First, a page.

In Twelve Angry Men, a drama about a jury deliberating over a murder case, the initial vote taken is eleven "guilty" and one "not guilty." The rising action progresses as more and more jurors are won over to the "not guilty" verdict as they experience reasonable doubts about whether the accused boy killed his father. The most vociferous proponent of the "guilty" verdict is Juror 3, a businessman who is aggressive and opinionated. We also find out through some personal conversation he has with one of the jurors that he has a son of his own who is about the same age as the accused but that he has not seen his son for three years. He shares how he had taunted his son for not standing up in a fight, but later the boy fought with him and punched him in the face. They never reconciled.
Juror 8 picks up on the fact that Juror 3 seems to have some personal vendetta against the accused boy. Trying to get a rise out of Juror 3 to prove a point, Juror 8 baits him by saying he wants to be the boy's executioner and calls him a sadist. This causes Juror 3 to lunge at Juror 8 and shout, "I'll kill you!" Juror 3 has previously argued that when the accused allegedly shouted those same words at his father, he must have meant it, because anyone who says such a thing means it. Now he must admit that he didn't really mean his own threat aimed at Juror 3.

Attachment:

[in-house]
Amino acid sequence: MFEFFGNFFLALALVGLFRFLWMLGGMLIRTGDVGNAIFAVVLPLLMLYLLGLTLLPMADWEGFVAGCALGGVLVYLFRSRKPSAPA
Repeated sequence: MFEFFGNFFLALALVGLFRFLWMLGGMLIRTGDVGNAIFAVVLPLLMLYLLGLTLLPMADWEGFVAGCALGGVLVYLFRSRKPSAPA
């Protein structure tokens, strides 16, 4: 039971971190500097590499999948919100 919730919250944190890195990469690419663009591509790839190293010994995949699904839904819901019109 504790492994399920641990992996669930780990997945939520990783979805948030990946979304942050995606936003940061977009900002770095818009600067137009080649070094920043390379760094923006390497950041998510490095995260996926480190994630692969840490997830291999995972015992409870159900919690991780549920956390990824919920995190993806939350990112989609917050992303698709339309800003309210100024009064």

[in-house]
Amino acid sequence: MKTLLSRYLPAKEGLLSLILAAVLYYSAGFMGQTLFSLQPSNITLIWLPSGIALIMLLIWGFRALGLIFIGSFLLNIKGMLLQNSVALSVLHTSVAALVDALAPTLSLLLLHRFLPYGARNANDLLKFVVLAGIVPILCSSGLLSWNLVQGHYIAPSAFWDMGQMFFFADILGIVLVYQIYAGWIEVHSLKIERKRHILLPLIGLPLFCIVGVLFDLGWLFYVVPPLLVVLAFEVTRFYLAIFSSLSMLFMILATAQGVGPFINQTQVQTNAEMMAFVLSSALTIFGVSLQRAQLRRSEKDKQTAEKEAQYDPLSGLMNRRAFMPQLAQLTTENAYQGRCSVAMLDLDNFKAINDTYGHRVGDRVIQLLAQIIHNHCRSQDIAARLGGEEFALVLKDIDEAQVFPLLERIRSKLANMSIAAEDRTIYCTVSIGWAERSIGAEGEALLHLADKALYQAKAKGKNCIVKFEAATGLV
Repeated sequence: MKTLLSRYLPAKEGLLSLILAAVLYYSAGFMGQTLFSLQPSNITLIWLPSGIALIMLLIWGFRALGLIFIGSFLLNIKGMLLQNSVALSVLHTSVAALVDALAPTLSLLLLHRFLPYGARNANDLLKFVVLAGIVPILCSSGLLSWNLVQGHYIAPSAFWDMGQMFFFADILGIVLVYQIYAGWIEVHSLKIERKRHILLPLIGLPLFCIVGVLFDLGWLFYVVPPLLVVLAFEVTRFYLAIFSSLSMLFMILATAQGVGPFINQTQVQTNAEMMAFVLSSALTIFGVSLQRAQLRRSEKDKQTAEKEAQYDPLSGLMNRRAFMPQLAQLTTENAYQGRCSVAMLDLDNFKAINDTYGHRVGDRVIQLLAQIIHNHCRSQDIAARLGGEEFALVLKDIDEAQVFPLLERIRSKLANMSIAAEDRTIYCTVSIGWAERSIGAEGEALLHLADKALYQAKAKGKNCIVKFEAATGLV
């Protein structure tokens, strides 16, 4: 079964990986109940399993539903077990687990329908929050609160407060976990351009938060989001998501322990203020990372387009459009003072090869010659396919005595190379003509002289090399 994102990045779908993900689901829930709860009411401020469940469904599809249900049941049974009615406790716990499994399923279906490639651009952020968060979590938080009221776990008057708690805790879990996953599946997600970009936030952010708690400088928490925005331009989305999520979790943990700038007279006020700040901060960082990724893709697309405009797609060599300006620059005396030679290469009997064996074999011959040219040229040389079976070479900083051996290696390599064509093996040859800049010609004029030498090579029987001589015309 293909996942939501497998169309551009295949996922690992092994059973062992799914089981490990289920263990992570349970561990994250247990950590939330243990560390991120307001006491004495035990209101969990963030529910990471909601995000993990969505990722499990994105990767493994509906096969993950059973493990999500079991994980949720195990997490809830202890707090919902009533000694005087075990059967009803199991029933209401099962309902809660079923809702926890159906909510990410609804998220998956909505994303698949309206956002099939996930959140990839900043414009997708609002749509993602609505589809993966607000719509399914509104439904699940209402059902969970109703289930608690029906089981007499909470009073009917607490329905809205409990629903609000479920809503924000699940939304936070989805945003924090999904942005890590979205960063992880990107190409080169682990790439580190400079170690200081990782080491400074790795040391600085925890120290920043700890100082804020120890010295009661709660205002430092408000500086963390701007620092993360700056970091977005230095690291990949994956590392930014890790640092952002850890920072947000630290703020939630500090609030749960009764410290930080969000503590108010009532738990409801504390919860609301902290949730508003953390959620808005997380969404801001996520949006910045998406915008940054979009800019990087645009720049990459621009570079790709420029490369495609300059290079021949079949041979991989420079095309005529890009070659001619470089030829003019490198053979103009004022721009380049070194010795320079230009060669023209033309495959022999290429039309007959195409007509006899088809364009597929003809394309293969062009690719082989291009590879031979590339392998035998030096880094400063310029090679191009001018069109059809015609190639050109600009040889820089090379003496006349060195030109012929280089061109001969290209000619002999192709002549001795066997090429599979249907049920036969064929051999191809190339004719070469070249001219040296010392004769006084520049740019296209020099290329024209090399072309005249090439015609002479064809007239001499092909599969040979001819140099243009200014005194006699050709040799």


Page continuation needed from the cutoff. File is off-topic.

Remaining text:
Later Juror 3 says the whole case rests on the woman who claimed to be an eyewitness. He says all the other evidence could be thrown out and the case would still stand based on her testimony alone. When the jurors realize that the woman was nearsighted and could not have seen what she claims to have seen, the other remaining holdouts for the "guilty" verdict, Jurors 4 and 10, change their votes to "not guilty," leaving Juror 3 as the lone vote for "guilty."
In the movie, the man tries to defend his decision and reaches for notes from the trial from his wallet. When he pulls them out, a photograph of his estranged son falls out as well. The man tears up the photograph in a rage, and then breaks down sobbing, saying, "Not guilty! Not guilty!" This reveals that his real reason for wanting to condemn the accused boy was personal and related to his feelings toward his own son. The doubts about the evidence against the boy, the pressure of the other eleven jurors, and perhaps an ultimate understanding of his own motivations combine to make him change his vote to "not guilty."